Canada’s banking regulator says it is considering whether to extend the scope of its mortgage guidelines to include existing mortgages.

OSFI (Office of the Superintendent of Financial Institutions) is a regulatory body in Canada that supervises and regulates financial institutions to ensure their safety and soundness. Recently, OSFI has proposed some changes to the mortgage rules that lenders must follow.

The proposed changes aim to tighten the mortgage underwriting standards to ensure that borrowers can afford their mortgage payments even if interest rates rise, and to address some of the risks associated with the current hot housing market in Canada.

Some of the key changes include:

  • A new minimum qualifying rate, which will be the greater of either the contractual mortgage rate plus 2%, or a new “floor” rate of 5.25%. This means that borrowers will need to show that they can afford to make mortgage payments based on a higher interest rate, even if they are getting a lower rate from their lender.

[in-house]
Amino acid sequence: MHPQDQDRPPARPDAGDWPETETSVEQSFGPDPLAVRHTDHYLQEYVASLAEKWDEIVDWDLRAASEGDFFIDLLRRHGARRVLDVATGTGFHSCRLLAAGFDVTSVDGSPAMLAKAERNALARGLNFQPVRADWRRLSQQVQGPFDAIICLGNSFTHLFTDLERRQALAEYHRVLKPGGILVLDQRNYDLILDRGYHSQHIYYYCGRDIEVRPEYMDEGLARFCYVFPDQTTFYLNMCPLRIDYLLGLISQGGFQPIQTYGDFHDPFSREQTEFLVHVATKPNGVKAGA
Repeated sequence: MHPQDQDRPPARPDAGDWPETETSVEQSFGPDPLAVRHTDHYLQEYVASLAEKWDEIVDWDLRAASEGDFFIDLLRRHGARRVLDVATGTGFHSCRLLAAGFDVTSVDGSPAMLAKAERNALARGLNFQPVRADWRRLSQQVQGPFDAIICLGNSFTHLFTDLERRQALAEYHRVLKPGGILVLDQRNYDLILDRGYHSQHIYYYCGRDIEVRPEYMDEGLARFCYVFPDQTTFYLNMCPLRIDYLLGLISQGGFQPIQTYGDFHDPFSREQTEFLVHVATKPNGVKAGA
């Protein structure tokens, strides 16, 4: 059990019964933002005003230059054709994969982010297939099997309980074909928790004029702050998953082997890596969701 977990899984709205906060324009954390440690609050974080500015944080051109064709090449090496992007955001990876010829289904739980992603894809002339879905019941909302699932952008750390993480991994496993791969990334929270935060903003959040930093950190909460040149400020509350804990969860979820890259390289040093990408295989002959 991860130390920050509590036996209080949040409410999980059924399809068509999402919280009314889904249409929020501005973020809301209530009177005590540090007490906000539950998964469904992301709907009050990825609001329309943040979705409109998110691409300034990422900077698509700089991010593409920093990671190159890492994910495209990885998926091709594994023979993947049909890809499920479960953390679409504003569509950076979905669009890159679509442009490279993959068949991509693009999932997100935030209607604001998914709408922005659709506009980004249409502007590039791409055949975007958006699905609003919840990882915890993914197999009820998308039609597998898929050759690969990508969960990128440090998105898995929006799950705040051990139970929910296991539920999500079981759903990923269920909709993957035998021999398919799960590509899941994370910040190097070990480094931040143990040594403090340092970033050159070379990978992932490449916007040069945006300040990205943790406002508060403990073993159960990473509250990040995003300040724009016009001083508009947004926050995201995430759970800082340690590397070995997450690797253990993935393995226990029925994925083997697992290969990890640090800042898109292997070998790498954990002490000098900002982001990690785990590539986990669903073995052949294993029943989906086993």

• A tighter debt service ratio limit for uninsured mortgages, which will be reduced from the current limit of 44% to 42%. This means that borrowers will need to have a higher income relative to their debt payments to qualify for a mortgage.
  • Stricter requirements for verifying income and assessing the borrower’s ability to repay the mortgage.

Overall, these proposed changes are designed to make it harder for some borrowers to qualify for a mortgage, but they are intended to promote stability in the housing market and reduce the risks associated with high levels of household debt.